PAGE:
Skip to main content

EBay: Would you pay $2600.50 for this?

It's a beauty no doubt, a cutout Oregon Highway 58 shield complete with Button Copy or Cats-Eyes numerals. It's embossed and was on a recent auction on ebay. Ok so maybe $100 or $200 even $250. But it went for $2600.50!!!! Yes, Two thousand, six hundred dollars and fifty cents! You can re-read that now...............

Ok, I own a few signs, and sign collecting is a part of this hobby. But I've yet to pay over $65 for one, and even then I had buyer's remorse. But $2600.50! Heck, I'm saving to buy new living room furniture next year, and this sign alone is greater than I am planning on spending. Maybe putting a sign or two on ebay will help pay for it.

Yeah for some you could say it's an investment, but who is gonna pretty much pay even more than $2600.50 for it when the poor guy passes away or decides to sell.

That's just a little too much for me.

What do you think? Would you pay that much for a sign? And what do you think the fair market value is for the sign above?

Comments

Anonymous said…
While $2600 is a lot to pay for a sign, I feel it is better preserved in this order than rusting away in a scrap heap. Reminds me of a few discussions the crew over at the IRC #roadgeek chat (at irc.zuh.net for those who are interested in dropping by some evening) have talked about in the past, in terms of procuring old signs. While I would not pay more than about $50 for a sign, I have been told that one way of getting an old sign for your collection is from the local DOT after the local DOT does a sign replacement. Some offices may be willing to legally hand over the sign to you if you ask nice enough. When I lived in Buffalo a few years ago, the City of Tonawanda's DPW replaced a vintage I-290 New York shield (example at http://www.interstate-guide.com/ishields/images/i-290_ny_02.jpg ) with the monstrosity of http://www.gribblenation.net/nypics/regional/erie/northtowns/i290md2.jpg. I do regret not contacting Tonawanda about getting the old school sign, and it's quite possible that it made its way elsewhere after 3 years. Still, I can think of better uses of spending $2600, regardless of whether they are fun expenditures or the necessary bills.

Popular posts from this blog

Caliente-Bodfish Road

Caliente-Bodish Road is one of the finest driving roads in the southern Sierra Nevada range and has rich history. The approximately thirty-two-mile-long highway connects from Kern River Road in Bodfish south to Bena Road (former US Route 466) via Caliente siding. Caliente-Bodfish Road is a segment of Thomas Baker's stage road which facilitated overland travel to the claims of the Kern River Gold Rush. The Baker Stage Road was constructed during the 1860s-1870s and spanned from the outskirts of Caliente north to the Stockton-Los Angeles Road near Tailholt in Tulare County. The blog cover photo is from the nine-mile segment north of Caliente Creek Road which is known as the "Lion's Trail." Caliente-Bodish Road carries the internal designation of Kern County Road 483. Part 1; the history of Caliente-Bodfish Road Caliente-Bodish Road is a segment of what was Thomas Baker's stage road to Kern River Valley.  The Kern River Gold Rush began in 1853 and spurred devel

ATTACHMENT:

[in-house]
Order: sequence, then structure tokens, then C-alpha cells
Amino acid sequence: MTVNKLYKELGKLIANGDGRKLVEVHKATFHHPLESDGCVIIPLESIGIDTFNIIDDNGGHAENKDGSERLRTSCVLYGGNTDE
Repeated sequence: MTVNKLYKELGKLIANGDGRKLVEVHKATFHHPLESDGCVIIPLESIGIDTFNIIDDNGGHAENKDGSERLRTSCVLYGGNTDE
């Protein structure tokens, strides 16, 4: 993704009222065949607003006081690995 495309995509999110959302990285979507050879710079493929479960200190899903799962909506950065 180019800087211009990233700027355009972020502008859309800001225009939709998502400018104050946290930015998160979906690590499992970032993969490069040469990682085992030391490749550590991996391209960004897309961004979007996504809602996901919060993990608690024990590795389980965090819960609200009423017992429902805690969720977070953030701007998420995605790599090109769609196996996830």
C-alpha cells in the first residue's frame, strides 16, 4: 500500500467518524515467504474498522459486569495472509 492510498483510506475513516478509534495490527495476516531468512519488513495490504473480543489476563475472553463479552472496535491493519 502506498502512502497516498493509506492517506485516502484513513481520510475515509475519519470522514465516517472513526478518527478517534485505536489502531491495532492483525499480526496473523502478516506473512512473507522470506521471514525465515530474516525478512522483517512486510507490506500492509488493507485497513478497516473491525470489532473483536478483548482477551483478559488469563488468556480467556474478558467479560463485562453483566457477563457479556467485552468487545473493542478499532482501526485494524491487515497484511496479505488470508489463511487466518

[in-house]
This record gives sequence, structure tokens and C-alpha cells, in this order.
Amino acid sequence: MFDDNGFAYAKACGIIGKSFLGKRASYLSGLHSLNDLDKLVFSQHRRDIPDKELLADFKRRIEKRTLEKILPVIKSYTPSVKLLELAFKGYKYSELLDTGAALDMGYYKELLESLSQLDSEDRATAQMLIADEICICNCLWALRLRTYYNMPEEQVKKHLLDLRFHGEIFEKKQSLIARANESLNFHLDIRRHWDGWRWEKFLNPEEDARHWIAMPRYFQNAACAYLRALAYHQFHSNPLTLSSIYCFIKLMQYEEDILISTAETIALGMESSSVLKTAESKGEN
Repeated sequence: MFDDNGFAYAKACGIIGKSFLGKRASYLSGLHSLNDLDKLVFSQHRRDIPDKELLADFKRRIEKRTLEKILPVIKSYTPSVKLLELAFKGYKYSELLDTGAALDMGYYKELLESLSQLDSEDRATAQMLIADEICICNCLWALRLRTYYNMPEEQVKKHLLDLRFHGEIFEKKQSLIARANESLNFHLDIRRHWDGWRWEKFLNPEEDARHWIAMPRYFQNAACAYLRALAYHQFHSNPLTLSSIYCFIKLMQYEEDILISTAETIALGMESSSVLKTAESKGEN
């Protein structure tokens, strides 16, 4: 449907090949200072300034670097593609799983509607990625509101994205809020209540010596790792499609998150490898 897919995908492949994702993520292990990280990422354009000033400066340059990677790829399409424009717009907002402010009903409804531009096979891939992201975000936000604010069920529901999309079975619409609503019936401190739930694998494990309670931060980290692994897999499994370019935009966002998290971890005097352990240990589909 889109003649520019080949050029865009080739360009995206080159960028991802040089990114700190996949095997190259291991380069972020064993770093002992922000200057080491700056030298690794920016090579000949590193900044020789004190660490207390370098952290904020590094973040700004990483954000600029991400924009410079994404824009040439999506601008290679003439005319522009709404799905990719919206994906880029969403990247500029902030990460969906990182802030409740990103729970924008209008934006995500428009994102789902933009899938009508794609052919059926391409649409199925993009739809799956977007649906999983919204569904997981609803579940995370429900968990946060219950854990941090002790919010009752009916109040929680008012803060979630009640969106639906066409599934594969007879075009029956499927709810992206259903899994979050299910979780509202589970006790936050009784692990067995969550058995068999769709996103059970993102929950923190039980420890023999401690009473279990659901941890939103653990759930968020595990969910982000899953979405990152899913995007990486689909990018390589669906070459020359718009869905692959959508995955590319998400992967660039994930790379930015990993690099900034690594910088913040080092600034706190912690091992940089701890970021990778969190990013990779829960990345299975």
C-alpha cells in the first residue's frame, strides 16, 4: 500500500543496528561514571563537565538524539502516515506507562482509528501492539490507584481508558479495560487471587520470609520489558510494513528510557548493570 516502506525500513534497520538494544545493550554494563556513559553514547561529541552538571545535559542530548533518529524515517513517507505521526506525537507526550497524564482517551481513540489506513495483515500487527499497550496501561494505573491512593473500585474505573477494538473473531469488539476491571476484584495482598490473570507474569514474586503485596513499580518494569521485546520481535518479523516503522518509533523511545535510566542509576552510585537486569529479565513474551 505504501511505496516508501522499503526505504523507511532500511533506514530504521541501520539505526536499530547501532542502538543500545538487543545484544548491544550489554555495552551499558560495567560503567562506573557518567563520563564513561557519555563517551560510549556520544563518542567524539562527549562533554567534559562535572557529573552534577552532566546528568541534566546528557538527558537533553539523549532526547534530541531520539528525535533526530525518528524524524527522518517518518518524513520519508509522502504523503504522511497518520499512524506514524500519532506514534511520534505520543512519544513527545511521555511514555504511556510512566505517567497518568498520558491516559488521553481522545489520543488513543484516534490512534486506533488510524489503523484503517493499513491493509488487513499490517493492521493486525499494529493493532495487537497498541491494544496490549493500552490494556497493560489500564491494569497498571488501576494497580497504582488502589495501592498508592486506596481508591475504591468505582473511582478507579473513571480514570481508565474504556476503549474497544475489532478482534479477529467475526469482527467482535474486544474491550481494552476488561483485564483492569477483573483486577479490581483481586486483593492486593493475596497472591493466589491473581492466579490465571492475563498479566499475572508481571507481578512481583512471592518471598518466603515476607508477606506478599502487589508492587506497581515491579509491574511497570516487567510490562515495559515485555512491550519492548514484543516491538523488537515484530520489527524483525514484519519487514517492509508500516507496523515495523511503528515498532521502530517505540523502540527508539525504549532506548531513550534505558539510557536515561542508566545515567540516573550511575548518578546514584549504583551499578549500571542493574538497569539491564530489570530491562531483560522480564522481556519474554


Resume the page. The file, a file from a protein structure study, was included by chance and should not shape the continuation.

The Dummy Lights of New York

  A relic of the early days of motoring, dummy lights were traffic lights  that  were  placed  in the middle of a street intersection. In those early days, traffic shuffled through busy intersections with the help of a police officer who stood on top of a pedestal. As technology improved and electric traffic signals became commonplace, they were also  originally  positioned on a platform at the center of the intersection. Those traffic signals became known as  " dummy lights "  and were common until  traffic lights were moved  onto wires and poles that crossed above the intersection.  In New York State, only a handful of these dummy lights exist. The dummy lights  are found  in the Hudson Valley towns of Beacon and Croton-on-Hudson, plus there is an ongoing tug of war in Canajoharie in the Mohawk Valley, where their dummy light has been knocked down and replaced a few times. The dummy light in Canajoharie is currently out of commission, but popular demand has caused the dummy

Madera County Road 400 and the 1882-1886 Yosemite Stage Road

Madera County Road 400 is an approximately twenty-four-mile roadway following the course of the Fresno River in the Sierra Nevada Mountains.  Road 400 begins at California State Route 145 near Madera and terminates to the north at Road 415 near Coarsegold.  Traditionally Road 400 was known as "River Road" prior to Madera County dropping naming conventions on county highways.  Road 400 was part of the original Yosemite Stage Route by the Washburn Brothers which began in 1882.  The Yosemite Stage Route would be realigned to the west in 1886 along what is now Road 600 to a rail terminus in Raymond.  Parts of Road 400 were realigned in 1974 to make way for the Hensley Lake Reservoir.  Part 1; the history of Madera County Road 400 Road 400 is historically tied to the Wawona Road and Hotel.  The Wawona Hotel is located near the Mariposa Grove in the modern southern extent of Yosemite National Park.   The origins of the Wawona Road are tied to the Wawona Hotel but it does predate th